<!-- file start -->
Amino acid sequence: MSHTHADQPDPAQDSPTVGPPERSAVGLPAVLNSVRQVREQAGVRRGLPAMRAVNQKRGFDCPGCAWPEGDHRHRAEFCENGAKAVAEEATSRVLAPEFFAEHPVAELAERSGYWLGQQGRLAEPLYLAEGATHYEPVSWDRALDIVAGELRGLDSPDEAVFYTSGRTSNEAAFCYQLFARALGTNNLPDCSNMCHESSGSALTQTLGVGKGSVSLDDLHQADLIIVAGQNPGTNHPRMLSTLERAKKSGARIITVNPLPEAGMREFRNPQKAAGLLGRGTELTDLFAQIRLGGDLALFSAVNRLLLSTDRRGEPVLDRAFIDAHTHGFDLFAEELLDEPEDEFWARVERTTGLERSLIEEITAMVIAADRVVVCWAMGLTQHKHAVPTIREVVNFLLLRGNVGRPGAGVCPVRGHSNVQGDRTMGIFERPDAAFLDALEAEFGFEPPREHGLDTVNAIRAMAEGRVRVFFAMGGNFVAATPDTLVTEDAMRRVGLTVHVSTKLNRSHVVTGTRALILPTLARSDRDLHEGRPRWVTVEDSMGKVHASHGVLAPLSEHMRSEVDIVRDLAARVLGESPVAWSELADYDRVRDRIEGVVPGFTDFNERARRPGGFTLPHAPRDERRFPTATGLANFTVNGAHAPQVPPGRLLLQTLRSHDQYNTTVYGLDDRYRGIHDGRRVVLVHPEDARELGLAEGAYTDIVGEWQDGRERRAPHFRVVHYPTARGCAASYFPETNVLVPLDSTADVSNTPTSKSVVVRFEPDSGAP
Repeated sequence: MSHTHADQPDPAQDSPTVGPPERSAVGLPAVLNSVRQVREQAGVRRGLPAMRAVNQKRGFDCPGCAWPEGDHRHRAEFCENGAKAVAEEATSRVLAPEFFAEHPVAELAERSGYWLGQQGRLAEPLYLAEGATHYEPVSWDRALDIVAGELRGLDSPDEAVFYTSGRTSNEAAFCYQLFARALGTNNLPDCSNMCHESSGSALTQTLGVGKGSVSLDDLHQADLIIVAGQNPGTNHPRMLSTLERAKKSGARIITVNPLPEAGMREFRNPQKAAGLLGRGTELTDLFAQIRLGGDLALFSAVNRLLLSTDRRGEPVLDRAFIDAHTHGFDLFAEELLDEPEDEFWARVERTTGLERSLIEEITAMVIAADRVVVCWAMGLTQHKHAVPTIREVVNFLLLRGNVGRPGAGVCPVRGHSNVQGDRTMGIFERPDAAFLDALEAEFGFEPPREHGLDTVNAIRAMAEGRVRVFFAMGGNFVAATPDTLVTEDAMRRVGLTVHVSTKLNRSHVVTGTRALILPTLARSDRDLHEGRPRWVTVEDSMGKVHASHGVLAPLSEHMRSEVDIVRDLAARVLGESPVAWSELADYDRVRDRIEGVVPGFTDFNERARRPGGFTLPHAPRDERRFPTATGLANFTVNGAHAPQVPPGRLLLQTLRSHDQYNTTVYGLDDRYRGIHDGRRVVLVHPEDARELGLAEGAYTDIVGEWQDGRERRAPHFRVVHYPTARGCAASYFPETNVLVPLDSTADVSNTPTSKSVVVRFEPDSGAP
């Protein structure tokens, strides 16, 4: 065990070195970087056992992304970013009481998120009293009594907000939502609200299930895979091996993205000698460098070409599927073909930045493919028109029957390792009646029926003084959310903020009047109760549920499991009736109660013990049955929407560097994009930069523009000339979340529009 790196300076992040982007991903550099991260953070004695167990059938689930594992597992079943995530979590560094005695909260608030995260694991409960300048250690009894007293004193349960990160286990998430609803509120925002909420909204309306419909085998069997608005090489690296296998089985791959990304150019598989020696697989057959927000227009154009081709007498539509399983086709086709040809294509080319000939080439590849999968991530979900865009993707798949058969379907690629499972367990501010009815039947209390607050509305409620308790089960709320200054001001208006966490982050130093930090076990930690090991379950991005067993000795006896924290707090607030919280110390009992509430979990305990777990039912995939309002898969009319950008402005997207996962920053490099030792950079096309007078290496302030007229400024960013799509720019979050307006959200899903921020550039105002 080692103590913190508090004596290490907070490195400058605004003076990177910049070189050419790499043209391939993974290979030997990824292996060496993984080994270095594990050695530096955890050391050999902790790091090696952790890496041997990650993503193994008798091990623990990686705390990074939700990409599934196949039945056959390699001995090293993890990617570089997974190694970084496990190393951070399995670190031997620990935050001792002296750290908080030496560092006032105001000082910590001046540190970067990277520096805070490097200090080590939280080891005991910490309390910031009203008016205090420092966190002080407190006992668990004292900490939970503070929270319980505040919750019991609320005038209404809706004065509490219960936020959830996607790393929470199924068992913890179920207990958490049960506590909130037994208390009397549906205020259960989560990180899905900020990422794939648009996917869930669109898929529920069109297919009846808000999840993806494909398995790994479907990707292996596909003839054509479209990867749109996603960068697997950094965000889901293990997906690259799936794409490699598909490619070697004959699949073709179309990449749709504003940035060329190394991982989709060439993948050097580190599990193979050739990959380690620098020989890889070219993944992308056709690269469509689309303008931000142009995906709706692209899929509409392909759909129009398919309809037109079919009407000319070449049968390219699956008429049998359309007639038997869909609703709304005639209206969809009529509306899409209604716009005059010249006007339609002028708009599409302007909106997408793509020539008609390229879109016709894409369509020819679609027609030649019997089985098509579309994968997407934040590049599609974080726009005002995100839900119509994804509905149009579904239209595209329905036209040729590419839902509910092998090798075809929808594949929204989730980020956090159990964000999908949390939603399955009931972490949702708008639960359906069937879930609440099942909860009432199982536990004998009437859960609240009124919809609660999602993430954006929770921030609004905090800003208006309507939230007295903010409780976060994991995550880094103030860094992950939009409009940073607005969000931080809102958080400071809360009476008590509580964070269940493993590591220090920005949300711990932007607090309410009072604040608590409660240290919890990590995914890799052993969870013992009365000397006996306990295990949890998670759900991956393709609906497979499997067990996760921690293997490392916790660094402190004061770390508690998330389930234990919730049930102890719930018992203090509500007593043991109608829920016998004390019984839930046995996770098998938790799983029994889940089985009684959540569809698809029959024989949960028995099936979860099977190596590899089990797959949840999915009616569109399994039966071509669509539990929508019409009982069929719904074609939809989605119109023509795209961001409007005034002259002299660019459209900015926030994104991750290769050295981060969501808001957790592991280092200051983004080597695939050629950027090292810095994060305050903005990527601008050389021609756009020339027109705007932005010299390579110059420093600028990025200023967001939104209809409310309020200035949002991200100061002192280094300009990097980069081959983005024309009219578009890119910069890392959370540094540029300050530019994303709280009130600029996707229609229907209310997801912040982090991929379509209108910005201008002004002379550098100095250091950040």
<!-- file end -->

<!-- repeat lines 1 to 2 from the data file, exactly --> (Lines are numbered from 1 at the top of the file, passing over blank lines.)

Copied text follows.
Amino acid sequence: MSHTHADQPDPAQDSPTVGPPERSAVGLPAVLNSVRQVREQAGVRRGLPAMRAVNQKRGFDCPGCAWPEGDHRHRAEFCENGAKAVAEEATSRVLAPEFFAEHPVAELAERSGYWLGQQGRLAEPLYLAEGATHYEPVSWDRALDIVAGELRGLDSPDEAVFYTSGRTSNEAAFCYQLFARALGTNNLPDCSNMCHESSGSALTQTLGVGKGSVSLDDLHQADLIIVAGQNPGTNHPRMLSTLERAKKSGARIITVNPLPEAGMREFRNPQKAAGLLGRGTELTDLFAQIRLGGDLALFSAVNRLLLSTDRRGEPVLDRAFIDAHTHGFDLFAEELLDEPEDEFWARVERTTGLERSLIEEITAMVIAADRVVVCWAMGLTQHKHAVPTIREVVNFLLLRGNVGRPGAGVCPVRGHSNVQGDRTMGIFERPDAAFLDALEAEFGFEPPREHGLDTVNAIRAMAEGRVRVFFAMGGNFVAATPDTLVTEDAMRRVGLTVHVSTKLNRSHVVTGTRALILPTLARSDRDLHEGRPRWVTVEDSMGKVHASHGVLAPLSEHMRSEVDIVRDLAARVLGESPVAWSELADYDRVRDRIEGVVPGFTDFNERARRPGGFTLPHAPRDERRFPTATGLANFTVNGAHAPQVPPGRLLLQTLRSHDQYNTTVYGLDDRYRGIHDGRRVVLVHPEDARELGLAEGAYTDIVGEWQDGRERRAPHFRVVHYPTARGCAASYFPETNVLVPLDSTADVSNTPTSKSVVVRFEPDSGAP
Repeated sequence: MSHTHADQPDPAQDSPTVGPPERSAVGLPAVLNSVRQVREQAGVRRGLPAMRAVNQKRGFDCPGCAWPEGDHRHRAEFCENGAKAVAEEATSRVLAPEFFAEHPVAELAERSGYWLGQQGRLAEPLYLAEGATHYEPVSWDRALDIVAGELRGLDSPDEAVFYTSGRTSNEAAFCYQLFARALGTNNLPDCSNMCHESSGSALTQTLGVGKGSVSLDDLHQADLIIVAGQNPGTNHPRMLSTLERAKKSGARIITVNPLPEAGMREFRNPQKAAGLLGRGTELTDLFAQIRLGGDLALFSAVNRLLLSTDRRGEPVLDRAFIDAHTHGFDLFAEELLDEPEDEFWARVERTTGLERSLIEEITAMVIAADRVVVCWAMGLTQHKHAVPTIREVVNFLLLRGNVGRPGAGVCPVRGHSNVQGDRTMGIFERPDAAFLDALEAEFGFEPPREHGLDTVNAIRAMAEGRVRVFFAMGGNFVAATPDTLVTEDAMRRVGLTVHVSTKLNRSHVVTGTRALILPTLARSDRDLHEGRPRWVTVEDSMGKVHASHGVLAPLSEHMRSEVDIVRDLAARVLGESPVAWSELADYDRVRDRIEGVVPGFTDFNERARRPGGFTLPHAPRDERRFPTATGLANFTVNGAHAPQVPPGRLLLQTLRSHDQYNTTVYGLDDRYRGIHDGRRVVLVHPEDARELGLAEGAYTDIVGEWQDGRERRAPHFRVVHYPTARGCAASYFPETNVLVPLDSTADVSNTPTSKSVVVRFEPDSGAP